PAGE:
It’s that time of the year again, where Apple’s next iPhone is probably being built in factories all over China, resulting in random parts being spat out onto the Internets. Today we have both a screen and logic board supposedly from the incoming iPhone 5S or whatever it ends up being called.
Yahoo's revealed that it received a staggering 12,000 US government data requests between December 1st 2012 and May 31st 2013—way more than Apple, Facebook, Microsoft and co.
Wow. That got out of hand really fast. I mean that spiralled from Chilean butt band
When most of us hear the words “flatpack furniture,” we’re wracked with flashbacks of sitting amongst mountains of dowels and particle board, sobbing. But Ying Zhang and Ida Thonsgaard, two Berlin-based designers, are taking the concept beyond Ikea.
Not everybody's into chemistry but you have to be a special kind of insane to not have a fondness for the Muppets. This periodic table of Muppetry is a wonderfully organized and colorful take on the history of the form than anyone (with a soul) can appreciate, chem-geek or not.
In 1974, Philippe Petit walked across a wire between New York City's Twin Towers. The feat was incredibly dangerous and incredibly illegal. Man on Wire is the amazing story of how he got there, told by the people who lived it.
So remember about a month ago
The Reimann Hypothesis, which deals with the distribution of prime numbers, was first put forth by mathematician Bernhard Reimann in 1859. It has yet to be fully proven and remains one of the most important unproven theories in mathematics. It's so important that the Cray Mathematics Institute is even offering a $1 million purse to whoever solves it.
When Ray and Charles Eames’ classic molded side chair was first produced, in 1951, it was one of the first industrially-manufactured plastic chairs on the market. The wonder of technology went on to become a much-loved classic—today, it’s enjoying a renewed popularity thanks to the popularity of Mid-Century modernism.
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President Obama will be on Charlie Rose tonight to chat about all the NSA spying that came to light last week. But ahead of the broadcast, PBS has released a portion of the transcript to Buzzfeed. Below is a portion of said transcript:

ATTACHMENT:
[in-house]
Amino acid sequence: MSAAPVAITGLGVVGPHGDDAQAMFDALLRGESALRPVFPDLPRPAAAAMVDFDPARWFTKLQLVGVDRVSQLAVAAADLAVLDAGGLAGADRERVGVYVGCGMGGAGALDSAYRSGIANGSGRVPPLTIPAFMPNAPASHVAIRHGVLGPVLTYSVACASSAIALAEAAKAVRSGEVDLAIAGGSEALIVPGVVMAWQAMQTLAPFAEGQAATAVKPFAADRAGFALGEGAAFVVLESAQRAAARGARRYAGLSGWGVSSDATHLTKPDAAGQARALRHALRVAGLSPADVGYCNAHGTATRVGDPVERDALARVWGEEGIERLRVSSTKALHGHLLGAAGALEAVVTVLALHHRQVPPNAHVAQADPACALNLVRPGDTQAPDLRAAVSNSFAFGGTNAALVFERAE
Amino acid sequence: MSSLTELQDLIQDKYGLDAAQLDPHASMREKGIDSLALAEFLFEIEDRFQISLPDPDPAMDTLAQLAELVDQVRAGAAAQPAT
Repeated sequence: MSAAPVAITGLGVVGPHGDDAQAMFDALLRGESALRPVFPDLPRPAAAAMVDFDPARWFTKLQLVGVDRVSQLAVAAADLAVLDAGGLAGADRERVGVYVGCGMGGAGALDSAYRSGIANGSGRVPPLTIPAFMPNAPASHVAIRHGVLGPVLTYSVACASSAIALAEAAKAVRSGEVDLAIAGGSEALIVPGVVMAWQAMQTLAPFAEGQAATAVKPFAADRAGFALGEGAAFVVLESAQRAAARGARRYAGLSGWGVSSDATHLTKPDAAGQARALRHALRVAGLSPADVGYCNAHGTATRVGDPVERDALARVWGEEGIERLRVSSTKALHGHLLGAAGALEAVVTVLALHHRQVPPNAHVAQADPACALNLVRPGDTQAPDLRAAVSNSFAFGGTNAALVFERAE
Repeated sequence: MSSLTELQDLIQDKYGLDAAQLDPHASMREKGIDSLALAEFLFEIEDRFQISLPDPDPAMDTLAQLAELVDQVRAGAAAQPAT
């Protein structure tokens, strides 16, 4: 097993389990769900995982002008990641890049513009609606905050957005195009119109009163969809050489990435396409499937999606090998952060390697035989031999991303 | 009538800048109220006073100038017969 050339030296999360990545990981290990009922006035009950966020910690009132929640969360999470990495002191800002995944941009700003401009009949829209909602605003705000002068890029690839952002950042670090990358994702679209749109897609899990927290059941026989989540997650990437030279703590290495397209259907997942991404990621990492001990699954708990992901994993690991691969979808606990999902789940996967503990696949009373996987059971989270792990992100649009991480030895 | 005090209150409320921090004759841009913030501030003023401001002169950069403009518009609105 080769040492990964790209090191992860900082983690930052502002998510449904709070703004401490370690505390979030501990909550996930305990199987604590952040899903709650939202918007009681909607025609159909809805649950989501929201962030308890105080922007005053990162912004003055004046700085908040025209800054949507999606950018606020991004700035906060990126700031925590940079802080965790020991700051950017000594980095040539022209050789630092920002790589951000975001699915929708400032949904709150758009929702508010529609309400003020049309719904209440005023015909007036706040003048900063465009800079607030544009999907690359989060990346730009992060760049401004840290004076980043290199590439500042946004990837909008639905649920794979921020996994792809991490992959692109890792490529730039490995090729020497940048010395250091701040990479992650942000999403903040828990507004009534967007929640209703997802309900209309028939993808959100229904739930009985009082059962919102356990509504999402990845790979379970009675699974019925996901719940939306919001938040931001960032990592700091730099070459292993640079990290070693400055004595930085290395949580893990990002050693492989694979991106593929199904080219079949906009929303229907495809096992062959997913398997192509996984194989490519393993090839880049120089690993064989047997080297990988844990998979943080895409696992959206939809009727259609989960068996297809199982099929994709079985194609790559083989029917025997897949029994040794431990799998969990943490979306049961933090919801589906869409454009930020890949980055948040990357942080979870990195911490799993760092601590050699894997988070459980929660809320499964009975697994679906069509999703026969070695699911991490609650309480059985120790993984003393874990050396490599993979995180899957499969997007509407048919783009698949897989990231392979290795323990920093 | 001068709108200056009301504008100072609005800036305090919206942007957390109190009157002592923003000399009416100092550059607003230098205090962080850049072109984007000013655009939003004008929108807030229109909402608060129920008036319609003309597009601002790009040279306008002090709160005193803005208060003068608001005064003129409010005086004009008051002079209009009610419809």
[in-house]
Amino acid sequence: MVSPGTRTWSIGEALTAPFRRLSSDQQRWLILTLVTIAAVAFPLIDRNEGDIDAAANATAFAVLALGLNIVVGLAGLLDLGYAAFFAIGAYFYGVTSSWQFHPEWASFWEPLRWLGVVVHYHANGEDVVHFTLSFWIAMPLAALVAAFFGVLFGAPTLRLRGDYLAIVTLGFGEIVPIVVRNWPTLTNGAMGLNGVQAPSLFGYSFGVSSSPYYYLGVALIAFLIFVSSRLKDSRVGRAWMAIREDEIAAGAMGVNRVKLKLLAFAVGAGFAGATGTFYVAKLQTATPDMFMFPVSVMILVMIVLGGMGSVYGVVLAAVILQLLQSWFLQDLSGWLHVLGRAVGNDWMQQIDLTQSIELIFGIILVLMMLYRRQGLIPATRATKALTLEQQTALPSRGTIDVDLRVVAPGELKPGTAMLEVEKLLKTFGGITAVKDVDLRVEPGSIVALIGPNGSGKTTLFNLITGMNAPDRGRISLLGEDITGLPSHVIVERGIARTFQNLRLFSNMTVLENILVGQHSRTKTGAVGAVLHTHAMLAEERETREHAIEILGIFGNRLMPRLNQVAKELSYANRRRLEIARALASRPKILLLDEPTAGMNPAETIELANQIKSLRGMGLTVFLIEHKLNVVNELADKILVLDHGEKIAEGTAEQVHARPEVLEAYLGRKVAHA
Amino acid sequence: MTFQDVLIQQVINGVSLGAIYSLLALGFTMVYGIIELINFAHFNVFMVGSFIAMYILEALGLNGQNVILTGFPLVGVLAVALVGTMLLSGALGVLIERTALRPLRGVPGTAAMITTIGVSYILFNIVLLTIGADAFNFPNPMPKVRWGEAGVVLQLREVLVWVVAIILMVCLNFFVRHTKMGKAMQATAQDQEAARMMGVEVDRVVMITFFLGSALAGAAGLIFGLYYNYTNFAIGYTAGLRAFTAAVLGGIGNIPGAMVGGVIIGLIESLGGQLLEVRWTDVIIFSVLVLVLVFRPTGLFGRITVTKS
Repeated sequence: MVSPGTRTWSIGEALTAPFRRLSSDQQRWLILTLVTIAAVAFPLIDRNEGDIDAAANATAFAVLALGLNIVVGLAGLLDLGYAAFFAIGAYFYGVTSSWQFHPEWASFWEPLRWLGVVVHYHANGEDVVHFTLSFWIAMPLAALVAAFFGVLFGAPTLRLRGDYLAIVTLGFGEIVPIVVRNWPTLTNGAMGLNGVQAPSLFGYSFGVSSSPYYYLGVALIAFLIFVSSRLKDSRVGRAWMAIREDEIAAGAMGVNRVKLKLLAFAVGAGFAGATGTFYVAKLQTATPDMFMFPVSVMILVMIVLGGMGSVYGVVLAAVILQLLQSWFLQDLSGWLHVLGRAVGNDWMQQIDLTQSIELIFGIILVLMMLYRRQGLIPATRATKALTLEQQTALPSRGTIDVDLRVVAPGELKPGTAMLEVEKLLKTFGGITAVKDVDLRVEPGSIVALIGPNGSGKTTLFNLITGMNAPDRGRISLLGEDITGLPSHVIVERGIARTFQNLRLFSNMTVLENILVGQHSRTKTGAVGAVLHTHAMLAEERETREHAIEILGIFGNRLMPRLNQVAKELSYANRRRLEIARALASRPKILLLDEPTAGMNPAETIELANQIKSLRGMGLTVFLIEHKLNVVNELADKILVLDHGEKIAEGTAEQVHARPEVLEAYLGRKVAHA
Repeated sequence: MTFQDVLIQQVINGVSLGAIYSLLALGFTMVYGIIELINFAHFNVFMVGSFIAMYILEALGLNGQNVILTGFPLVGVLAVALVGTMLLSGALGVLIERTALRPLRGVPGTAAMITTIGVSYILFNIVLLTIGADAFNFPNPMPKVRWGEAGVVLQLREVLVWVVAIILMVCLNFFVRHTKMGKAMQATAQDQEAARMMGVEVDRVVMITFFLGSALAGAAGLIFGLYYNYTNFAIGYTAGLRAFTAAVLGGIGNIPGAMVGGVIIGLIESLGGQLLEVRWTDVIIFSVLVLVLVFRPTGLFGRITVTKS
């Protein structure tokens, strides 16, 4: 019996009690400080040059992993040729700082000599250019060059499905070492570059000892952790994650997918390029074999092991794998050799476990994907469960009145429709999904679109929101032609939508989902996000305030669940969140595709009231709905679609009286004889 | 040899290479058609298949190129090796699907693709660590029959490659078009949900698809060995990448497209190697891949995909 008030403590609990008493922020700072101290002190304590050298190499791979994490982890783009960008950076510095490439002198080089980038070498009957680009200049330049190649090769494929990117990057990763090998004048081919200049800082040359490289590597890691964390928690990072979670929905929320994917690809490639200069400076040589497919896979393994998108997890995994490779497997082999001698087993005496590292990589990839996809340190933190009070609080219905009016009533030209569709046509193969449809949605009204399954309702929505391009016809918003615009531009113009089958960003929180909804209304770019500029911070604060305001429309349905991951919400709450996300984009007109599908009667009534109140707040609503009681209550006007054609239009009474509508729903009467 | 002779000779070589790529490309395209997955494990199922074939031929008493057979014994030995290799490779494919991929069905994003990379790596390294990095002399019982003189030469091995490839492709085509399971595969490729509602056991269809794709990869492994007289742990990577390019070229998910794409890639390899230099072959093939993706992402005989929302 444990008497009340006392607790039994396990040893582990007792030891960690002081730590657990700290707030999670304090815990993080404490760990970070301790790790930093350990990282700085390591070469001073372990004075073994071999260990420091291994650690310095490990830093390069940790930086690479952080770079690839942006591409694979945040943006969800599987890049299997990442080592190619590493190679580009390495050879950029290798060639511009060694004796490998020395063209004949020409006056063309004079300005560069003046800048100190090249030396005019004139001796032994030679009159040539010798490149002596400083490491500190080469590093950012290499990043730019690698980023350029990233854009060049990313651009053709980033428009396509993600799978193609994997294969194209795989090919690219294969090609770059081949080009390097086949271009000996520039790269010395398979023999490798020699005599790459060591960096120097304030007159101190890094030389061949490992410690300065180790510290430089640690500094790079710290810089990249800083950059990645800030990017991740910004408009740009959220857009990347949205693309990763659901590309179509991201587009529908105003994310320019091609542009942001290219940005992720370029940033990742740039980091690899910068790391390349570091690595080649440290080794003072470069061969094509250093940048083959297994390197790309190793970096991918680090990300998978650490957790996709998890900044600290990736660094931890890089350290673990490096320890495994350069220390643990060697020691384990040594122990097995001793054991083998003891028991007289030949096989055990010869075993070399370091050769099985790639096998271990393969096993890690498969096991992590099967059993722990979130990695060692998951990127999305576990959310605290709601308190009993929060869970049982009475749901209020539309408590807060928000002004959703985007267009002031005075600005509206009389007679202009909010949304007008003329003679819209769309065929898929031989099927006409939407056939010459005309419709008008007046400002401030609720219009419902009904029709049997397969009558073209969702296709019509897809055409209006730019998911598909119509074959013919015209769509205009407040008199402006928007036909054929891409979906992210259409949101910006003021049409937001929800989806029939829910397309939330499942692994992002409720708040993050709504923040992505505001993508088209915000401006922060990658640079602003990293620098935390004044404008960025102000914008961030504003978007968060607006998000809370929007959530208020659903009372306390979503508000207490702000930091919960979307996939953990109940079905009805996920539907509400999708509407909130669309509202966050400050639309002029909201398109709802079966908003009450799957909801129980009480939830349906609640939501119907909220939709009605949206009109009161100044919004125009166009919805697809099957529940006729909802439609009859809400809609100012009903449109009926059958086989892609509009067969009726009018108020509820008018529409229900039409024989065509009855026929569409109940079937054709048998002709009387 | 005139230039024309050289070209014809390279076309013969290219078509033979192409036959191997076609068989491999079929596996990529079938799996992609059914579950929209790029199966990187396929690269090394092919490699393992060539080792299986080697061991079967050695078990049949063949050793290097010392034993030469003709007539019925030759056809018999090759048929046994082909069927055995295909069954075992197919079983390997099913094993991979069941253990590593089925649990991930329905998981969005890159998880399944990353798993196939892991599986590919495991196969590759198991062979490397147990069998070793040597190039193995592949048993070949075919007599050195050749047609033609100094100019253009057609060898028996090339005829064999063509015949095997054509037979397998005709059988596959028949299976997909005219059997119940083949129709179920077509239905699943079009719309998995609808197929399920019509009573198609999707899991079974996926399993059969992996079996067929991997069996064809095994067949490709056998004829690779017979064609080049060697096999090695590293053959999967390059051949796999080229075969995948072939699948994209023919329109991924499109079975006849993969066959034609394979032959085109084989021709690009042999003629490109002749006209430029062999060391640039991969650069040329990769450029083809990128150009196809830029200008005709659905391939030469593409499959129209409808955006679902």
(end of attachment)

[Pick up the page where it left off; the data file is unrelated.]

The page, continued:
Your endless stream of photos on Instagram is fun—for a while. But there's only so many times you can see a sepia-toned sunset before even the mere thought starts to induce nausea. Instapuzzle for iOS, though, puts a fun new twist on how you interact with your friends' filtered pics.
The Man has his hand in your inbox
Uncle Sam might soon be spying on you with a vast, computerized network. At least that was the eerie prophecy of The Atlantic in 1967.
Sometimes a piece of design is so interesting, it's hard not to drop everything and pay attention to it. Dressed in bright, bold colors, with sharp, tessellated forms, these origami clocks from U.K. firm Raw Dezign definitely fits the bill.
Not sure if you're exactly a smartwatch kind of person? Check out Lifehacker's nifty little guide
When was the last time you had to salt your perishables, got dishpan hands, or beat your laundry against a washboard? Chances are, not recently. Your home appliances do so much for you, shouldn't you return the love? Here's how to keep your domestic machine in peak condition without putting on a tool belt.
Casey Neistat makes movies. His products are homegrown and eccentric, as though they were built from sticks and stones. But they are also often brilliant, and have clearly caught on, at least enough to garner a presence on The New York Times website as well as HBO. Much of Neistat's magic is concocted in a bright SoHo loft that is as every bit as weird and wonderful as his movies. One that he let us explore.